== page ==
war risk clause. Flota Mercante Dominica, C. Por A. v. American Manufacturers Mutual
Insurance Co., 272 F. Supp. 540, 543 (S.D.N.Y. 1967).
Inclusion of the risk of detention by civil authorities during peacetime under
F.C. & S. clause (similar to form SP-23 F.C. & S. clause except that it also included
"confiscation, pre-emption, requisition or nationalization") is "consistent with the general
purposes of the Clause, which is to exclude from coverage losses arising from unforeseeable
actions of sovereign states." Blaine Richards & Co., Inc. v. Marine Indemnity Insurance Co.
of America, 635 F.2d 1051, 1053 (2d Cir. 1980).
Risk of detention by civil authorities during peacetime is included under F.C.
& S. clause of P & I policy where qualified by the phrase "whether in time of peace or war
and whether lawful or otherwise." Blaine Richards & Co., Inc. v. Marine Indemnity
Insurance Co. of America, 635 F.2d 1051, 1052-53 (2d Cir. 1980).
Mere warning of seizure by purported military authority does not rise to the
level of "restraint" under F.C. & S. clause of P & I policy. King v. The Delaware Insurance
Co., 10 U.S. (6 Cranch) 71, 81-82 (1810).
"[M]ere fear of peril" does not qualify as a "restraint" under F.C. & S. clause
of P & I policy. Betesh v. Fire Ass'n of Philadelphia, 187 F.2d 526, 529 (2d Cir. 1951).
Government action need not be specifically directed to the detention of insured
property in order to qualify as a "restraint" of that property under P & I policy's F.C. & S.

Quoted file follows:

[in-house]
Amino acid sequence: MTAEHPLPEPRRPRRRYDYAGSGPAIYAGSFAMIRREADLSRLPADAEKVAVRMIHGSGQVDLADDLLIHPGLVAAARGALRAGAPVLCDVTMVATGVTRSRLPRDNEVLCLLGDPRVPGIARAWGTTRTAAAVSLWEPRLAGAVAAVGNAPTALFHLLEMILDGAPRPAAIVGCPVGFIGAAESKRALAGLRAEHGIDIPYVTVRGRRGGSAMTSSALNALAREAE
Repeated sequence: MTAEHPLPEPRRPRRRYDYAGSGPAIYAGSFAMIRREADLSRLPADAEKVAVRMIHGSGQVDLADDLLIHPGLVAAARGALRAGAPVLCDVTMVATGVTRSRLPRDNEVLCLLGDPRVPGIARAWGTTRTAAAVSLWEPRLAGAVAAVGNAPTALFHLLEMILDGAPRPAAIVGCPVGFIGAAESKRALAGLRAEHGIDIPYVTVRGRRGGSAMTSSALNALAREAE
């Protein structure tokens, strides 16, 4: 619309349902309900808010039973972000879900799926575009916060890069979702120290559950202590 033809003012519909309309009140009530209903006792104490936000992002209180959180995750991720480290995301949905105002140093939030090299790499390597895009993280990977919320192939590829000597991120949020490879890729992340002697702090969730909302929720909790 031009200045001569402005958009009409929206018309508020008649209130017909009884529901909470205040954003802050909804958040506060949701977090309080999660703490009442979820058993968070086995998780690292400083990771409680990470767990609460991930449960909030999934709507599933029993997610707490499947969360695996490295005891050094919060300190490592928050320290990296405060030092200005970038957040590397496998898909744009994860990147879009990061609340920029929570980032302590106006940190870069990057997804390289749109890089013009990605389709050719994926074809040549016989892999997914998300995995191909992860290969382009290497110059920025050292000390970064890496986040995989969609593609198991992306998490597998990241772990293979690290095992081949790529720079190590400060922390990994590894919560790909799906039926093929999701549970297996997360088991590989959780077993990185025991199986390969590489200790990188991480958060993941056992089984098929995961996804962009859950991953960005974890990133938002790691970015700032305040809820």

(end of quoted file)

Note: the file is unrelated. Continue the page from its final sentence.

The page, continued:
clause if such action is forcible and has the same consequences as a restraint. Commodities
Reserve Co. v. St. Paul Fire & Marine Insurance Co., 879 F.2d 640, 645 (9th Cir. 1989).
Where a seized vessel is allowed to proceed to her destination only upon a
"guaranty" that contraband would be returned to the seizing authority following delivery of
non-contraband cargo, and vessel complies accordingly, there is a "seizure" of the
contraband within the meaning of a F.C. & S. clause, notwithstanding delivery of non-contraband. The Hellig Olav, 282 F. 534, 539-40, 544-45 (2d Cir. 1922).
Whether loss suffered subsequent to requisition is a "marine risk" or a "war
risk" depends on whether loss was a consequence of "warlike operation." Libby, McNeil &
Libby v. United States, 87 F. Supp. 866, 877 (Ct. Cl. 1950).
Deciding whether the cause of a loss is a war risk requires determination of the
"real efficient cause" of the loss, rather than the cause nearest in time to the loss. Ope
Shipping Ltd. v. Allstate Insurance Co., 687 F.2d 639 (2d Cir. 1982).
"[T]he characterization of an act as barratrous is independent of the motives
which provoked the act." Thus, where a crew commits barratry in order to take part in armed
conflict, the event is not a "war risk" unless barratry is specifically included thereunder.
National Union Fire Insurance Co. of Pittsburgh v. Republic of China, 254 F.2d 177, 187 (4th
While the violent taking of a ship may constitute "barratry," such action is not
necessarily a "seizure" within the meaning of a F.C. & S. clause of P & I policy. National
Union Fire Insurance Co. of Pittsburgh v. Republic of China, 254 F.2d 177, 185 (4th Cir.
Practical necessity is not a "restraint" under F.C. & S. clause of P & I policy.
Crist v. United States War Shipping Administration, 163 F.2d 145, 150-52 (3d Cir. 1947).
A blackout is a "wartime restraint" where imposed by naval authorities. Risks
incident to war but not imposed by military authorities are not "restraints" within the
meaning of the policy. Quinn v. United States, 72 F. Supp. 94, 97 (D.Hawaii 1947).
1. The author would like to acknowledge the contribution of William M. Cooney to
the preparation of this chapter.